THIS STORY HAS BEEN FORMATTED FOR EASY PRINTING

No telling what Patriots will do

Picks Nos. 27, 31 are starting points

By Shalise Manza Young
Globe Staff / April 26, 2012
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After months of speculation, mock drafts, and opinions that range from highly educated to purely passionate, the 2012 NFL draft will at long last get under way tonight at New York’s Radio City Music Hall.

The Patriots currently own just six picks, but all are in the first 126 spots - in the first round, they own spots 27 and 31, the earlier selection coming via a trade with the Saints at this time last year.

In the second round, the team has picks 48 and 62. The 48th pick came from a trade last year, this time with Oakland.

The Patriots also have their own picks in Rounds 3 (93d overall) and 4 (126th). They surrendered their own late-round spots in trades for Chad Ochocinco, Tracy White, and Jarrad Page.

Those are the nuts and bolts. But the real question is, what will happen with those picks? That’s a little less easy to predict.

As any New England fan knows, the story of most Patriots drafts in recent years is the trade. Bill Belichick has become a master at manipulating the board, but more often that not, those moves entail his team moving backward and not up to get a player it covets.

In the Twitterverse, fans have been expressing hope that New England will use both of its first-round picks, and preferably on the defensive side of the ball - perhaps on a pass-rushing end/linebacker hybrid or maybe a cover cornerback.

Some even hold out hope that Belichick will package 27 and 31 to move into the top 20 to ensure the team could grab a player such as defensive lineman Chandler Jones of Syracuse. But the last time New England traded up in the first round was in 2003, moving one spot to get Ty Warren.

The more likely scenario, and one that a league source mentioned more than a month ago, is the Patriots shopping one of those first two picks to a team interested in moving back into the first to get Oklahoma State quarterback Brandon Weeden - perhaps Cleveland. Or there could be a repeat of 2009, when the Patriots moved out of the first round completely and had four second-round picks.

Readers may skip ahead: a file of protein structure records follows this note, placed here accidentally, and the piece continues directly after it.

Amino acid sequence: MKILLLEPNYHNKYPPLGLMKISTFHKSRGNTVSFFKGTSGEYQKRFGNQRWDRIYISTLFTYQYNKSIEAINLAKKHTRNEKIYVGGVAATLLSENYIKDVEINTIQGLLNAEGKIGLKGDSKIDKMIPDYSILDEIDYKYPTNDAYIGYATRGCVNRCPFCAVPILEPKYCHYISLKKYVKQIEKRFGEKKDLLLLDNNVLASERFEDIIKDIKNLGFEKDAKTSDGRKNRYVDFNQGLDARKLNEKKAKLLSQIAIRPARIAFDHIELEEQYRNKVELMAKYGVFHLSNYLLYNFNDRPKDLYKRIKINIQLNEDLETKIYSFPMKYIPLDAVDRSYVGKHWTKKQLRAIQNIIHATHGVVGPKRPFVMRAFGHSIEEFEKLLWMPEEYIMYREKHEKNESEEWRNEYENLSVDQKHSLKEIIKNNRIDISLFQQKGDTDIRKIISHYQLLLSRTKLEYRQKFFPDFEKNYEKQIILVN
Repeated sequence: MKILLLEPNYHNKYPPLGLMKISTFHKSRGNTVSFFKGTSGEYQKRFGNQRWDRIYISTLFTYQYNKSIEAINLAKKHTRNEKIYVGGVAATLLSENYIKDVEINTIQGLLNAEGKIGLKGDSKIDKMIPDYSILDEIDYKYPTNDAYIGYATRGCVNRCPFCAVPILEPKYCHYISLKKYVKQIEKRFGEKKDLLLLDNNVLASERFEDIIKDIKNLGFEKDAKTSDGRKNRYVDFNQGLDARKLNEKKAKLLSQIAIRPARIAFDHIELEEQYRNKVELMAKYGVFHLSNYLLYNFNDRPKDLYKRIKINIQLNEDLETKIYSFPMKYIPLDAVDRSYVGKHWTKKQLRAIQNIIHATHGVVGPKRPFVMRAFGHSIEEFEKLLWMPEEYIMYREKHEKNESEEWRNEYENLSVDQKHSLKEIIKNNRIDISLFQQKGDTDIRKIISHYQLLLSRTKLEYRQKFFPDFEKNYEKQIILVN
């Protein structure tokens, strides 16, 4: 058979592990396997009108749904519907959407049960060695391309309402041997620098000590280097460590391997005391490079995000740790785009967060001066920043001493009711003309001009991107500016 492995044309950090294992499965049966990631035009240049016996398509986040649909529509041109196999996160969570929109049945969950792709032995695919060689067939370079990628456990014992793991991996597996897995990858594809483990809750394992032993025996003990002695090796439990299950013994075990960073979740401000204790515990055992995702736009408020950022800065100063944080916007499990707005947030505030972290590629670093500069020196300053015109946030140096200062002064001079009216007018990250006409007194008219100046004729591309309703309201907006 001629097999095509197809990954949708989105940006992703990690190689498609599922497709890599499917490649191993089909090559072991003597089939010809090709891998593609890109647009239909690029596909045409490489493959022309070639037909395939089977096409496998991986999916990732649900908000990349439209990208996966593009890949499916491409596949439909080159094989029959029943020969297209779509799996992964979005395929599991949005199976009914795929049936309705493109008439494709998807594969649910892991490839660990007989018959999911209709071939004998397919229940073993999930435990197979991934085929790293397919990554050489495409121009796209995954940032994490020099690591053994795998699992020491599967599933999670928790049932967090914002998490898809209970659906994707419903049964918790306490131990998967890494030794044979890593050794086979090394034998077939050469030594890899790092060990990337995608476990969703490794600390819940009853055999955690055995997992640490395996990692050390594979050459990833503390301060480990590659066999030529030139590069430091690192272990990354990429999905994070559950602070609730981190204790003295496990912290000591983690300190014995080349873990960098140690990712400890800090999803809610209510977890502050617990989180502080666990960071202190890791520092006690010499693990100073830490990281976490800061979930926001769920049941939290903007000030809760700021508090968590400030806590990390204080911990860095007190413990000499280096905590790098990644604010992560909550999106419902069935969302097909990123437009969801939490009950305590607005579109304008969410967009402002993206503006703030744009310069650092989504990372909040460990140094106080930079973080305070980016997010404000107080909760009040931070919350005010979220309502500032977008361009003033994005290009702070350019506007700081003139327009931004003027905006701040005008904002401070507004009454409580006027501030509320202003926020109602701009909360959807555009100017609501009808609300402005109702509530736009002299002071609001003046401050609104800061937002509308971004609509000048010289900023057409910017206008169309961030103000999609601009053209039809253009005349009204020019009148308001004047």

For the purposes of this exercise and the sake of Patriots fans’ sanity, let’s assume they’ll hold onto 27 and 31, highlighting players they might target.

■ CB Trumaine Johnson, Montana - Johnson is tall (6 feet 2 inches) but still fast and agile. It is believed the Patriots are going to keep Devin McCourty at safety, and while Ras-I Dowling should be healthy, they could go for depth at the position.

■DE/OLB Shea McClellin, Boise State - McClellin played defensive end, outside linebacker, and even some inside ’backer, and he says he has tried to mold himself after versatile former Patriot Mike Vrabel. With the Patriots switching between three-man and four-man lines, McClellin’s versatility would be an asset.

■G Kevin Zeitler, Wisconsin - Brian Waters is expected to be back this fall, but Zeitler would be ready to step in as soon as the veteran steps down. A football junkie who lives in the weight room, Zeitler is also incredibly smart.

■DE/OLB Vinny Curry, Marshall - The Patriots were said to like Curry, but at 6-3, 266 pounds, he measured in a bit undersized for the team’s liking during the predraft process. But he’s a pass rusher (11 sacks, 22 tackles for loss in ’11) and in case you hadn’t heard, New England needs one or two of those.

■ S Harrison Smith, Notre Dame - Lots of mock drafts have the Patriots going with the athletic Smith, but if McCourty is kept at safety, the need for another player at this position isn’t as high. Smith draws raves for his smarts in the backfield, which would endear him to the Patriots, who frequently ask their safeties to do a number of things.

■ WR Kendall Wright, Baylor - A league source said Wednesday night that the Patriots worked out Wright on campus this week. The 5-10, 196-pounder is a stellar athlete and was a four-year starter for the Bears who totaled 4,004 receiving yards.

Another player with pass-rushing potential is Troy’s Jonathan Massaquoi. Massaquoi projects more as an outside linebacker and is raw, reasons why he might be a good pickup in the middle rounds. Massaquoi had 19 1/2 sacks and 31 tackles for loss in two years at Troy.

Outside of the Colts and Redskins, who pick first and second and whose cards are all but turned in, part of the fun of the draft is never quite knowing how a team is going to pick.

In New England, the likelihood of there being a surprise, or, for fans, a measure of frustration, is generally higher than in other places.

All you can do is sit back and watch it unfold. And if you throw anything at the television, make sure it’s soft.

Greg A. Bedard of the Globe staff contributed. Shalise Manza Young can be reached at syoung@globe.com. Follow her on Twitter @shalisemyoung.

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